Lily  23:04
Yeah, for sure. Okay, so I have so many hot takes on this subject. Because women at some point in our work together, say something like, it's not fair that I am showing up to do this work on myself and in my dating life, and preparing for the right relationship, the emotional labor piece, and men aren't doing the same. I don't see men doing the same work. Right? I my response to them is okay. That is an interpretation of the world that we live in, you know, how is it serving you? How is it serving you to believe if you want, you're gonna give yourself permission to want what you want. You want the right relationship, if you're a woman who date's a man. Then choosing to believe that there are no good single men out there, or there are no men or very, very few men who do emotional work on themselves, choosing that interpretation of our world right now is not serving you. It's only keeping you in a place where you're ready to reject and ready to say no. And I want to encourage everybody to practice self-compassion around this. Like if this is how you feel feel your feelings. There's no wrong way to feel about men, or were your relationship status, right? Feel those feelings, both and…

If I were to literally… and I live in Brooklyn, if I were to create a spreadsheet with every man who goes to therapy, who dates women who is single, who either just got divorced, or they've been single for a while or whatever the case, those people would not fit in one apartment building. Those people would not fit in a warehouse. Those people like… There are there are different ways to think about this that are more creative, that allow more space for possibility. And I work with women all the time who ask deeper questions as we like help them to do before they meet somebody and there are so many men, I can't tell you how many men there are who go to therapy, who do emotional work, who are ready to meet the right partner, they exist.

Andrea  25:01
They do exist, but they're probably not on like, what is that dating app that's like just for hookups?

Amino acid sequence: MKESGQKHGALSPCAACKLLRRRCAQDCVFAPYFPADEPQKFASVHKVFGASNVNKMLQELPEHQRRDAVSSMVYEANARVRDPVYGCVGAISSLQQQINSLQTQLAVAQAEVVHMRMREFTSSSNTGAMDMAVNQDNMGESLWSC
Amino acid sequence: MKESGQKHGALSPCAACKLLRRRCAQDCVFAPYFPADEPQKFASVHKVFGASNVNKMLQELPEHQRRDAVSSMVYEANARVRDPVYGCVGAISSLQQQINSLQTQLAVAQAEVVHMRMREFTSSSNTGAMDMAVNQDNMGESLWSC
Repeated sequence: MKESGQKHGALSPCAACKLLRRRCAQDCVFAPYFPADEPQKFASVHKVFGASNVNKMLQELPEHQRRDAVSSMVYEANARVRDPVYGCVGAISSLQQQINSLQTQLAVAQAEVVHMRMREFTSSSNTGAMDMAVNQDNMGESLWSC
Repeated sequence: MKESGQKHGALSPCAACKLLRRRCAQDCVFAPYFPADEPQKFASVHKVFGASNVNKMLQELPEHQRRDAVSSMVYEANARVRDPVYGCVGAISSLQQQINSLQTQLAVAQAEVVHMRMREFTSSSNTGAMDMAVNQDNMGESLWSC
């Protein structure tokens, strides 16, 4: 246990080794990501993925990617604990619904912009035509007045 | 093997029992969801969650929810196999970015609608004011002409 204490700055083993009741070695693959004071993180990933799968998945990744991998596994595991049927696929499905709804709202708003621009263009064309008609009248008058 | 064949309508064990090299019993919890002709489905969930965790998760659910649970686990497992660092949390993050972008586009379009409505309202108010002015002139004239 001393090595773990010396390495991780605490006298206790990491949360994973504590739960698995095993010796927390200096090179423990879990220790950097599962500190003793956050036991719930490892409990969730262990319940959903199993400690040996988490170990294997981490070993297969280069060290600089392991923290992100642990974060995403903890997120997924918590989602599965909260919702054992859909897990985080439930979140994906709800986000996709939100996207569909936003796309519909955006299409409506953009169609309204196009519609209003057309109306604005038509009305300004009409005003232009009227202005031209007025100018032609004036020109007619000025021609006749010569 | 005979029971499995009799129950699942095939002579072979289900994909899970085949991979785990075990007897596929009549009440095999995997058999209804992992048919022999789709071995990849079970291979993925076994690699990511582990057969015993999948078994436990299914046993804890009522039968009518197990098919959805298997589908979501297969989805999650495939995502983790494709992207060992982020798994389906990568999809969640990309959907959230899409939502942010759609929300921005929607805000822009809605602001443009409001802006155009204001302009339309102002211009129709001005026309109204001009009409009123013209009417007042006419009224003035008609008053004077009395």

Lily  25:08
Tinder is one. But also I know people who've met partners through every single dating app, even if it was like a quote hookup app. So that's also a story, right? It's all about…

Andrea  25:20Yeah. And I am definitely not one to speak on that. I met my husband right before they really took off. I did meet some really interesting guys. The guy who that I dated who faked cancer to cover up his drug addiction. I met him on Match. 

Lily 25:34
Wow, Andrea, I want to talk about that more.

Andrea  25:39
But I'm also on the side of TikTok of what like straight women have always identified as straight, who are now just like so over it, whether they're divorced, or they've just been single, they're like, I am attracted to women. I am identifying as bisexual like…

Lily  25:58
Oh, my God, TikTok has helped so many women open themselves up to bisexuality to dating women who previously only dated men. I think if I wasn't, I am so grateful. I found Chris my partner who, in a very weird difficult time. And I was open to dating women than too. So in this in seeing this, this trend, trend, it's not a trend, it's women arriving to themselves and arriving to more possibilities. I fucking love it.

Andrea  26:28
I see it a lot with women my age and like elder millennials, who grew up who were young, in a culture where homosexuality was not widely accepted as it is now. So they think there's so many women who, who would just, were never had their eyes open, and then they're now you know, 45, late 40s, even early 40s like, wait, aren't all women attracted to other women?

Lily  26:53